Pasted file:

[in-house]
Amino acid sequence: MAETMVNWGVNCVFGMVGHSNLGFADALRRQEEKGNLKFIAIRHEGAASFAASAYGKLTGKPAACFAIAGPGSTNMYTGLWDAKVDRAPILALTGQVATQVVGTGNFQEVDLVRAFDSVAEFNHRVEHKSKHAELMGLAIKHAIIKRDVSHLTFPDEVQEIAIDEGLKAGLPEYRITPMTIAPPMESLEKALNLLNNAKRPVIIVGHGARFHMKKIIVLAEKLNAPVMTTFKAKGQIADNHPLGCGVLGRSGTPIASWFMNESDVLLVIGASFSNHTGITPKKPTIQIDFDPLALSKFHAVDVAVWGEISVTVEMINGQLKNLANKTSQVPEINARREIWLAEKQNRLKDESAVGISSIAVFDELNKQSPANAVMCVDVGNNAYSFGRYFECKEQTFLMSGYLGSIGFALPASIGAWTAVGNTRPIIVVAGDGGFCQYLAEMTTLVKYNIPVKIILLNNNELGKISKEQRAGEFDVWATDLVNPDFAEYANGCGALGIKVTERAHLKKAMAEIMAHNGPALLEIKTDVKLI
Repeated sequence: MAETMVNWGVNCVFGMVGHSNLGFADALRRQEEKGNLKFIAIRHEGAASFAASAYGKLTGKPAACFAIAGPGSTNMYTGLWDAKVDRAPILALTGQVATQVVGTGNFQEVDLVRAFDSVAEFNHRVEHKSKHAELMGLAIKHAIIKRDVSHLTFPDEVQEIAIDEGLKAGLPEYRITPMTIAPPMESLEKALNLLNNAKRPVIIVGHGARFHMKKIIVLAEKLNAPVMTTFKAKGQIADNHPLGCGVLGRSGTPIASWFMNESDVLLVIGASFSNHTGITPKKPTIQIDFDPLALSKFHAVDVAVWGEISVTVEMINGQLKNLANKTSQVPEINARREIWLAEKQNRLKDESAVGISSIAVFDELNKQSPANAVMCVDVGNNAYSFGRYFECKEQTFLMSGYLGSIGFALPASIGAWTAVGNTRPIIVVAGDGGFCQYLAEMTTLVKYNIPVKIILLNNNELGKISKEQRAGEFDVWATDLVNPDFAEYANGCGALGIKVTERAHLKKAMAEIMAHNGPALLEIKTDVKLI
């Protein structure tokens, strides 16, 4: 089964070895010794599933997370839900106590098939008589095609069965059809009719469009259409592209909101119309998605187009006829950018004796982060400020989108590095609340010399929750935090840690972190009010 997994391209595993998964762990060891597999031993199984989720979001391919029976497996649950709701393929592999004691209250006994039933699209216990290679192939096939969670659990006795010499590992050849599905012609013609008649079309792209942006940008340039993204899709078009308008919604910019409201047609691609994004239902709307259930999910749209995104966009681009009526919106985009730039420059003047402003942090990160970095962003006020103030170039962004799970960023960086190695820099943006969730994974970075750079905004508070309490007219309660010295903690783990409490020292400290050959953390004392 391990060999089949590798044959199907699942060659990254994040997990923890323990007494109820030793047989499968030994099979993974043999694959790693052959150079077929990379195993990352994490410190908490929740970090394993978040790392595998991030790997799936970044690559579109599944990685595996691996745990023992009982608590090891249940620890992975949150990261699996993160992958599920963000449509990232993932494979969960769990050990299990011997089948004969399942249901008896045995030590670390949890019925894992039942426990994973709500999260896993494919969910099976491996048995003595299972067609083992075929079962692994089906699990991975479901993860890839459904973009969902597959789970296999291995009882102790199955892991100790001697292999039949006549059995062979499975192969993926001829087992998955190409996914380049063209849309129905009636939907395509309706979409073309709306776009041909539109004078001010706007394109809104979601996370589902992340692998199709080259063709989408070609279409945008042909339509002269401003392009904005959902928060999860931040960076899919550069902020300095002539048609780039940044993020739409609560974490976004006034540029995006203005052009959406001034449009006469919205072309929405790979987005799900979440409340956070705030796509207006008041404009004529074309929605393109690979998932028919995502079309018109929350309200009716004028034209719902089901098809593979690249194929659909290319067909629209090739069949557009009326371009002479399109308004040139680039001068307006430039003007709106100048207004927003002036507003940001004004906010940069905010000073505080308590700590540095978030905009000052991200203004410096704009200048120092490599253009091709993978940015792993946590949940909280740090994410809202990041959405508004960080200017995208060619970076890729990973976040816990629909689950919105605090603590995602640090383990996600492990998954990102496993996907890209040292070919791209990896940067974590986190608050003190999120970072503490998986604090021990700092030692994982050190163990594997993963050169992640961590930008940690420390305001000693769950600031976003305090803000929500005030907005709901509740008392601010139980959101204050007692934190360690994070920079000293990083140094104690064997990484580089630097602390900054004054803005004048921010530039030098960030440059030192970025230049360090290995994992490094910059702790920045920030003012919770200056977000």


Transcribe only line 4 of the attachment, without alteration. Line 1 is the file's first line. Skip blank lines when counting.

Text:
């Protein structure tokens, strides 16, 4: 089964070895010794599933997370839900106590098939008589095609069965059809009719469009259409592209909101119309998605187009006829950018004796982060400020989108590095609340010399929750935090840690972190009010 997994391209595993998964762990060891597999031993199984989720979001391919029976497996649950709701393929592999004691209250006994039933699209216990290679192939096939969670659990006795010499590992050849599905012609013609008649079309792209942006940008340039993204899709078009308008919604910019409201047609691609994004239902709307259930999910749209995104966009681009009526919106985009730039420059003047402003942090990160970095962003006020103030170039962004799970960023960086190695820099943006969730994974970075750079905004508070309490007219309660010295903690783990409490020292400290050959953390004392 391990060999089949590798044959199907699942060659990254994040997990923890323990007494109820030793047989499968030994099979993974043999694959790693052959150079077929990379195993990352994490410190908490929740970090394993978040790392595998991030790997799936970044690559579109599944990685595996691996745990023992009982608590090891249940620890992975949150990261699996993160992958599920963000449509990232993932494979969960769990050990299990011997089948004969399942249901008896045995030590670390949890019925894992039942426990994973709500999260896993494919969910099976491996048995003595299972067609083992075929079962692994089906699990991975479901993860890839459904973009969902597959789970296999291995009882102790199955892991100790001697292999039949006549059995062979499975192969993926001829087992998955190409996914380049063209849309129905009636939907395509309706979409073309709306776009041909539109004078001010706007394109809104979601996370589902992340692998199709080259063709989408070609279409945008042909339509002269401003392009904005959902928060999860931040960076899919550069902020300095002539048609780039940044993020739409609560974490976004006034540029995006203005052009959406001034449009006469919205072309929405790979987005799900979440409340956070705030796509207006008041404009004529074309929605393109690979998932028919995502079309018109929350309200009716004028034209719902089901098809593979690249194929659909290319067909629209090739069949557009009326371009002479399109308004040139680039001068307006430039003007709106100048207004927003002036507003940001004004906010940069905010000073505080308590700590540095978030905009000052991200203004410096704009200048120092490599253009091709993978940015792993946590949940909280740090994410809202990041959405508004960080200017995208060619970076890729990973976040816990629909689950919105605090603590995602640090383990996600492990998954990102496993996907890209040292070919791209990896940067974590986190608050003190999120970072503490998986604090021990700092030692994982050190163990594997993963050169992640961590930008940690420390305001000693769950600031976003305090803000929500005030907005709901509740008392601010139980959101204050007692934190360690994070920079000293990083140094104690064997990484580089630097602390900054004054803005004048921010530039030098960030440059030192970025230049360090290995994992490094910059702790920045920030003012919770200056977000």